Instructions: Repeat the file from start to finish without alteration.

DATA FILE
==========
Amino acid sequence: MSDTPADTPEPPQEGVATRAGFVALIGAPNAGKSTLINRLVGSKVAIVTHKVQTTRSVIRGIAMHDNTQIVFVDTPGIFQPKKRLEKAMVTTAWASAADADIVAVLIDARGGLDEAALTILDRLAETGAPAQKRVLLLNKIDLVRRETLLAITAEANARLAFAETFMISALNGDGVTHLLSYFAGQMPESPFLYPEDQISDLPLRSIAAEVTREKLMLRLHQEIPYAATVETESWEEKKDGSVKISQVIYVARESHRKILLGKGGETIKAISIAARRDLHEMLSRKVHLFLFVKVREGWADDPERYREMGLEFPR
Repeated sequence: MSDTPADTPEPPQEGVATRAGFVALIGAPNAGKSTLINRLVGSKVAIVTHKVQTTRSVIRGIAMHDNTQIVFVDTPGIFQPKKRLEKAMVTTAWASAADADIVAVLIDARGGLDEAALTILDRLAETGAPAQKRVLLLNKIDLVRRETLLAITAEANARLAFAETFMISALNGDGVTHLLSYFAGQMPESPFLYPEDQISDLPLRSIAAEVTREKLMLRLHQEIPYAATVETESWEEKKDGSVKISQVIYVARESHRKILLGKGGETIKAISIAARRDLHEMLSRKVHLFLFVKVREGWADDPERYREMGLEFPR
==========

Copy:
Amino acid sequence: MSDTPADTPEPPQEGVATRAGFVALIGAPNAGKSTLINRLVGSKVAIVTHKVQTTRSVIRGIAMHDNTQIVFVDTPGIFQPKKRLEKAMVTTAWASAADADIVAVLIDARGGLDEAALTILDRLAETGAPAQKRVLLLNKIDLVRRETLLAITAEANARLAFAETFMISALNGDGVTHLLSYFAGQMPESPFLYPEDQISDLPLRSIAAEVTREKLMLRLHQEIPYAATVETESWEEKKDGSVKISQVIYVARESHRKILLGKGGETIKAISIAARRDLHEMLSRKVHLFLFVKVREGWADDPERYREMGLEFPR
Repeated sequence: MSDTPADTPEPPQEGVATRAGFVALIGAPNAGKSTLINRLVGSKVAIVTHKVQTTRSVIRGIAMHDNTQIVFVDTPGIFQPKKRLEKAMVTTAWASAADADIVAVLIDARGGLDEAALTILDRLAETGAPAQKRVLLLNKIDLVRRETLLAITAEANARLAFAETFMISALNGDGVTHLLSYFAGQMPESPFLYPEDQISDLPLRSIAAEVTREKLMLRLHQEIPYAATVETESWEEKKDGSVKISQVIYVARESHRKILLGKGGETIKAISIAARRDLHEMLSRKVHLFLFVKVREGWADDPERYREMGLEFPR